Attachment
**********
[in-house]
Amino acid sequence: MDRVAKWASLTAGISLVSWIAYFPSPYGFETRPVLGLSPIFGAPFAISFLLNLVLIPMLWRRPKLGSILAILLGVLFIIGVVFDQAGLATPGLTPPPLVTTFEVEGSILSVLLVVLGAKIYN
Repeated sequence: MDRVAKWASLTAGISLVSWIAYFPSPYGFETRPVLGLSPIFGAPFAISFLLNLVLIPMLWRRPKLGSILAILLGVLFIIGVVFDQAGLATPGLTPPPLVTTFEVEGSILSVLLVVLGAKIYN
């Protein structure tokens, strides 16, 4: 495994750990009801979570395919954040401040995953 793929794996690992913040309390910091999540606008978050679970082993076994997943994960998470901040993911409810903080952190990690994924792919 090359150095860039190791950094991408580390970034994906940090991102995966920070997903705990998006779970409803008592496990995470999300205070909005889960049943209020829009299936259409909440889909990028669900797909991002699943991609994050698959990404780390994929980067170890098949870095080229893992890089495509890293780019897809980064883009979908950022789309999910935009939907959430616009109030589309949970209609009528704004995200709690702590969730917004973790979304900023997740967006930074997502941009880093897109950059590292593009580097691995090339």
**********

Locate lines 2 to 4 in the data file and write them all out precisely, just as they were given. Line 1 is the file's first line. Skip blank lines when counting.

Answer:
Amino acid sequence: MDRVAKWASLTAGISLVSWIAYFPSPYGFETRPVLGLSPIFGAPFAISFLLNLVLIPMLWRRPKLGSILAILLGVLFIIGVVFDQAGLATPGLTPPPLVTTFEVEGSILSVLLVVLGAKIYN
Repeated sequence: MDRVAKWASLTAGISLVSWIAYFPSPYGFETRPVLGLSPIFGAPFAISFLLNLVLIPMLWRRPKLGSILAILLGVLFIIGVVFDQAGLATPGLTPPPLVTTFEVEGSILSVLLVVLGAKIYN
């Protein structure tokens, strides 16, 4: 495994750990009801979570395919954040401040995953 793929794996690992913040309390910091999540606008978050679970082993076994997943994960998470901040993911409810903080952190990690994924792919 090359150095860039190791950094991408580390970034994906940090991102995966920070997903705990998006779970409803008592496990995470999300205070909005889960049943209020829009299936259409909440889909990028669900797909991002699943991609994050698959990404780390994929980067170890098949870095080229893992890089495509890293780019897809980064883009979908950022789309999910935009939907959430616009109030589309949970209609009528704004995200709690702590969730917004973790979304900023997740967006930074997502941009880093897109950059590292593009580097691995090339």